Imagine you are a teenager, working in a bookstore or coffee shop. You know, the usual. Then, BAM! One day you realize you have magical powers. Awesome? Absolutely. That's just what happens in today's book, and we're only talking about the first few chapters. Just imagine the possibilities.
The Alchemyst is the first book of the tremendously popular fantasy series The Secrets of the Immortal Nicholas Flamel, written by Michael Scott (no, not that Michael Scott). Published in 2007, it tells the story of two totally ordinary twins, Josh and Sophie, in San Francisco who one day find themselves caught up in one of the greatest secrets of history—the centuries-long fight between "two incredibly ancient magicians" (5.14) for control of the book of Abraham the Mage. Phew, what a mouthful.
Don't know what the book of Abraham the Mage is yet? Never fear. Just know that it's a Very Important Book (a VIB), with all kinds of juicy secrets and magical miracles. In their quest to protect the secret of life the book contains, Josh and Sophie face all the terrifying creatures, warriors, and gods of myth and legend. That's right, folks, sometimes myth and legend are all too real.
Or at least so thinks author Michael Scott. He's an acclaimed folklorist in his own right, which means he gets to study the traditions of particular people in story, song, custom, and belief. In fact, he's quite the expert, and he puts that expertise to good use here. Nearly all of the characters in The Alchemyst (except for the twins) were real people, or were based on actual legends. As alchemyst Nicholas Flamel tells the teens, "Everything you have been taught, all the myths and legends of your world, have a kernel of truth in them" (15.58).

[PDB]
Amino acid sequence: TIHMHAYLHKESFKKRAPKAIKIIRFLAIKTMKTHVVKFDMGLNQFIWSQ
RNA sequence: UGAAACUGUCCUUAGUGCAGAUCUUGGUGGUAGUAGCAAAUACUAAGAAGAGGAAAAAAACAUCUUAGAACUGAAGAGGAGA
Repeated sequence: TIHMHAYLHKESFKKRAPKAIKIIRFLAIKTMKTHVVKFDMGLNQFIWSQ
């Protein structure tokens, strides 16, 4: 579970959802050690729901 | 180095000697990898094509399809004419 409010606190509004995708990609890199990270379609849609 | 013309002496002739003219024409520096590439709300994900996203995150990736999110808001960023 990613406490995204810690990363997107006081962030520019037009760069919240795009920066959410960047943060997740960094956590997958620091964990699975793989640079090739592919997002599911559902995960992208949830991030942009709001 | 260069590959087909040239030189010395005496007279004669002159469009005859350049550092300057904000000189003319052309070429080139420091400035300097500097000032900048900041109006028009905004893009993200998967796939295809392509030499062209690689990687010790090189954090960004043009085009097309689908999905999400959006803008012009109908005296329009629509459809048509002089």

You know what that means, Shmoopers. You could be just like the twins—working a normal, boring job one day, discovering your magical powers the next. After reading this first book of the best-selling series, you just might conclude that anything is possible.
No wonder these books are so popular. Since its publication, the Nicholas Flamel series (which includes The Alchemyst, The Magician, The Sorceress, The Necromancer, and The Warlock) has taken the world by storm. The last book of the six-book series, The Enchantress, is set to come out in 2012 (source). Interactive online games produced by Random House to promote the releases of books in the series attract tons of gamers (see our "Best of the Web" to play), and there's even a movie in the works, produced by the man who brought us Transformers, G.I. Joe, and Salt (source).
So we know it's action-packed, right? But what else makes people love it so much? Well, young readers love it for its action and magic, and parents and teachers appreciate that the plot centers on characters drawn from actual historical events and myths. As School Library Journal tells us, "While there is plenty to send readers rushing to their encyclopedias [...] those who read the book at face value will simply be caught up in the enthralling story. A fabulous read" (source).
What are you waiting for? Grab your book and get lost in the legend.
Did you ever wonder why certain legends have stuck around, or why so many different cultures' myths have such striking similarities? Take vampires, for example. These mythical bloodsuckers have existed in legends for centuries—right up to our present-day fixation with Twilight. Witches and wizards, too, have been around for millennia, as any Harry Potter fan would know. And entire civilizations have worshiped gods and goddesses with magical powers since, well, ever.
But why be obsessed with this stuff in the first place? Could it be, as Flamel says in The Alchemyst, that these myths and legends have a grain of truth at their heart? That might explain where these stories come from, but it certainly doesn't explain why, in the world of modern science and technology, we're still drawn to the magic and mysterious.
Let's face it: science and technology have advanced so much that you can pretty much find anything you need to know with the click of a mouse. We know why the sky is blue, why the sun is hot, and why echoes, well, echo. But with all these mysteries solved, it's easy to miss the magic. What once seemed miraculous is now mundane. Boring, even.
So it makes sense that books like Michael Scott's The Alchemyst tempt us. Wouldn't it be cool if you could leave your ordinary life behind and discover all the magic beneath the everyday? Ancient mythology and old events in history suddenly don't seem so dusty and out-of-date if the stories they contain could help reveal the secrets of your present. The Alchemyst puts the wonder back in life and literature, and can make you believe in magic all over again.